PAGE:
Commonwealth Funding Agreements
Another national partnership agreement will also withdraw. The abolition of the National Partnership Agreement on Preventive Health (NPAPH) is expected to result in savings of $367.9 million over four years. The NPAPH provides state and territorial initiatives that support healthy behaviours and contribute to the growing spread of lifestyle-related chronic diseases, such as type 2 diabetes. It was originally scheduled to expire in June 2015, but was extended until June 2018 under the previous government. The budget also announced the termination of the National Partnership Agreement for the Improvement of Public Hospital Services (NPAIPHS) from July 2015. Under the NPAIPHS, states and territories are receiving funding to improve access to electoral surgery, emergency care and sub-treatment. Funding includes both facility payments and bonuses for achieving agreed objectives. The budget announced that the rewards for emergency care and election surgery will be suspended from July 2015. Some $30.7 million was provided to states and territories in 2013/2014.
 It is out of breath with savings of $201.1 million over three years. These models are intended to replace specific agency agreement models, including Department of Social Services (DSS) models. The DSS-Streamlined-Grant agreement is not part of the Ministry of Finance`s submission suite and will expire as DSS enters into new grant agreements with local organizations.  Activity-based funding includes hospital funding based on activity level. It requires setting an effective price for services. This price is set by the Independent Hospital Price Authority. The Commonwealth and the states pool their contributions into the National Health Funding Pool, which then makes payments. Some smaller regional hospitals continue to receive bulk funding. Unsurprisingly, the reactions of federal and territorial governments to the loss of Commonwealth hospital funding have been negative.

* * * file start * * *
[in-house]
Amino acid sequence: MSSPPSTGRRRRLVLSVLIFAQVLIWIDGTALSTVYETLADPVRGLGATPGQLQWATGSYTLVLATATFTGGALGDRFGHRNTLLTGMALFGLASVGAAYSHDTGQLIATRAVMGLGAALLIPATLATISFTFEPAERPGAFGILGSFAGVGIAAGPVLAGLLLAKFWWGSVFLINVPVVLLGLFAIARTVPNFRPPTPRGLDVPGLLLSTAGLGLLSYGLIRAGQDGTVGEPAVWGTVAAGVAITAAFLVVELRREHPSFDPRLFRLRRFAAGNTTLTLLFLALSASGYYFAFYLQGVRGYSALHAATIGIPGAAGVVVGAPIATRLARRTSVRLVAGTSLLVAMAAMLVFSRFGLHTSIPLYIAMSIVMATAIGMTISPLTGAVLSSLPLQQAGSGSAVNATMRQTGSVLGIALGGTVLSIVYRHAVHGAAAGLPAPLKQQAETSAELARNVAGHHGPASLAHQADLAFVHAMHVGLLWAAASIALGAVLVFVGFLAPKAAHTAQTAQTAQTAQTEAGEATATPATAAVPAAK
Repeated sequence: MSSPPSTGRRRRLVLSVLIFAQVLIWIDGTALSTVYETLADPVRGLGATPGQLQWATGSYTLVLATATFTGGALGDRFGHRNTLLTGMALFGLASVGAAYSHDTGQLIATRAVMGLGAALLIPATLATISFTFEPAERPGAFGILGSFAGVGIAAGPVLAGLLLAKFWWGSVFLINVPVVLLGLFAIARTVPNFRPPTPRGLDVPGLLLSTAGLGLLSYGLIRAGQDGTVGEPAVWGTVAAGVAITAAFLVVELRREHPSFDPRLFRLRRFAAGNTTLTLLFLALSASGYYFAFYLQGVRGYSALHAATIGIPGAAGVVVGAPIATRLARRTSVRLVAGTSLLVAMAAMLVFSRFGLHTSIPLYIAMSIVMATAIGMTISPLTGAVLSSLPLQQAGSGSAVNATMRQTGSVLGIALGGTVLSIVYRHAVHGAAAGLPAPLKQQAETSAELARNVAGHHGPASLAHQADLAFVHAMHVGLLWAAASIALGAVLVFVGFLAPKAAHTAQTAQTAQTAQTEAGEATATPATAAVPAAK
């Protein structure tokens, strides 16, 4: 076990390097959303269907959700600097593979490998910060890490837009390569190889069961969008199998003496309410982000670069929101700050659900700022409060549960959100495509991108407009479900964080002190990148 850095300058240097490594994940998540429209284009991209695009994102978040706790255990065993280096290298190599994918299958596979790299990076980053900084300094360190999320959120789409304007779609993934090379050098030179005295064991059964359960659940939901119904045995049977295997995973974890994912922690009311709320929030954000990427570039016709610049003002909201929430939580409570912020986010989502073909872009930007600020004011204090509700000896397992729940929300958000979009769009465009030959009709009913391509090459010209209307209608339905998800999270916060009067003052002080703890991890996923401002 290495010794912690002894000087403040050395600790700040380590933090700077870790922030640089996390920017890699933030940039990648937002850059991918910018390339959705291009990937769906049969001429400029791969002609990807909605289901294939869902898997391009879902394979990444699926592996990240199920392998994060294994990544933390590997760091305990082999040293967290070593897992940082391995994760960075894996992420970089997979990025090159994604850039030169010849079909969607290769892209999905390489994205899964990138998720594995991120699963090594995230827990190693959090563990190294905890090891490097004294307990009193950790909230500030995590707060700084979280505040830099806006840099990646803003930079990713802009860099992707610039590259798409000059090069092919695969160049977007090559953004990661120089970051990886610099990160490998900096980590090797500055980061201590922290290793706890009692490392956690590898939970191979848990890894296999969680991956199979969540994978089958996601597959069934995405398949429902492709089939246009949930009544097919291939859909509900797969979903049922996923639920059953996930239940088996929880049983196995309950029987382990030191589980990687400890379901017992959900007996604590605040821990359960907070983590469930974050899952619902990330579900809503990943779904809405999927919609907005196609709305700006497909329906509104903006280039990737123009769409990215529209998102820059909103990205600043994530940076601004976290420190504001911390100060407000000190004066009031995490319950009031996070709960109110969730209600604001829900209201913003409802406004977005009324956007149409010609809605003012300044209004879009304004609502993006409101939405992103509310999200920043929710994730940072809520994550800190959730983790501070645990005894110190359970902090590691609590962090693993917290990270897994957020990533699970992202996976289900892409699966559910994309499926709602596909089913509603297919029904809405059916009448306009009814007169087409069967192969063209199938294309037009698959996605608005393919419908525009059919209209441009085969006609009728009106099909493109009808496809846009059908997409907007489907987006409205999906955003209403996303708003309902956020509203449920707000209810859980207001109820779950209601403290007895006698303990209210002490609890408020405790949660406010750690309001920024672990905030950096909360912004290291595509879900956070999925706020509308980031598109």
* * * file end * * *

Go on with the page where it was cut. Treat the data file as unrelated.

The Australian Health Care and Hospitals Association, which represents the public hospital sector, expressed concern that changes to hospital funding obligations will have a direct impact on hospital wait times and standards. Others believe that potential efficiencies are lost by applying an activity-based funding model at an effective price, with a return to a population/CPI model that does not encourage these efficiency gains.  Organizations should seek independent legal advice on the terms and practical effects of their Commonwealth grant agreements. The COAG Council on Federal Financial Relations (CFFR) is responsible for overseeing financial relations between the Commonwealth and the states and territories, including the Intergovernmental Agreement on Federal Financial Relations (IGA FFR). The Council is made up of treasurers from the Commonwealth and the state and territory. Cffr`s website contains information on the federal financial relations framework, including all funding agreements under the FFR IGA. The Australian government provides the organizations it funds directly with large programs, additional payments for the social and community sectors (SACS). Current subsidy agreements with eligible service providers include a supplementary bag component. From July 2014 to July 2017, funds for public hospitals will be calculated according to the model agreed in the NHRA. An activity-by-activity funding approach is used to determine an “effective price” for hospital services.  The Commonwealth initially committed to achieving 45 per cent of effective price growth and rose to 50 per cent after 2017.
States and territories will hold the balance. But from July 2017, the Commonwealth contribution will no longer use this funding model. The Commonwealth`s contribution will be linked to changes in the Consumer Price Index (CPI) and population growth – essentially a return to the funding model that replaced the NHRA.
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